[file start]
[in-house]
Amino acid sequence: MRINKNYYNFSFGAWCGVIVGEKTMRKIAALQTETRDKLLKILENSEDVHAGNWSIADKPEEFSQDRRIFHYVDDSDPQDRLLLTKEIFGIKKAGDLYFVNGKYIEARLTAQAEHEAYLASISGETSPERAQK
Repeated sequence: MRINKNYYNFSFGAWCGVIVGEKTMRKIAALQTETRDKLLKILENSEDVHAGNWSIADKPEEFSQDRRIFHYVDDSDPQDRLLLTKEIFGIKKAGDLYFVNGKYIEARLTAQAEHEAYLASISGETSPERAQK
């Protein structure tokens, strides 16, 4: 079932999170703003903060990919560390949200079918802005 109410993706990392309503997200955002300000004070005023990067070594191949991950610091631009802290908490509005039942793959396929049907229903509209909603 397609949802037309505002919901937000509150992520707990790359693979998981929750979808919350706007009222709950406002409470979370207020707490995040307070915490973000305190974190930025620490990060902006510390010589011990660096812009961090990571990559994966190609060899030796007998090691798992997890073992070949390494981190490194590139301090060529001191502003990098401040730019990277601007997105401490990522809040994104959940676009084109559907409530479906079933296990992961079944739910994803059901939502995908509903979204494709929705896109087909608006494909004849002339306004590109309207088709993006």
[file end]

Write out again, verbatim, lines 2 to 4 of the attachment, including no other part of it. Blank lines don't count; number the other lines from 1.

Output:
Amino acid sequence: MRINKNYYNFSFGAWCGVIVGEKTMRKIAALQTETRDKLLKILENSEDVHAGNWSIADKPEEFSQDRRIFHYVDDSDPQDRLLLTKEIFGIKKAGDLYFVNGKYIEARLTAQAEHEAYLASISGETSPERAQK
Repeated sequence: MRINKNYYNFSFGAWCGVIVGEKTMRKIAALQTETRDKLLKILENSEDVHAGNWSIADKPEEFSQDRRIFHYVDDSDPQDRLLLTKEIFGIKKAGDLYFVNGKYIEARLTAQAEHEAYLASISGETSPERAQK
């Protein structure tokens, strides 16, 4: 079932999170703003903060990919560390949200079918802005 109410993706990392309503997200955002300000004070005023990067070594191949991950610091631009802290908490509005039942793959396929049907229903509209909603 397609949802037309505002919901937000509150992520707990790359693979998981929750979808919350706007009222709950406002409470979370207020707490995040307070915490973000305190974190930025620490990060902006510390010589011990660096812009961090990571990559994966190609060899030796007998090691798992997890073992070949390494981190490194590139301090060529001191502003990098401040730019990277601007997105401490990522809040994104959940676009084109559907409530479906079933296990992961079944739910994803059901939502995908509903979204494709929705896109087909608006494909004849002339306004590109309207088709993006």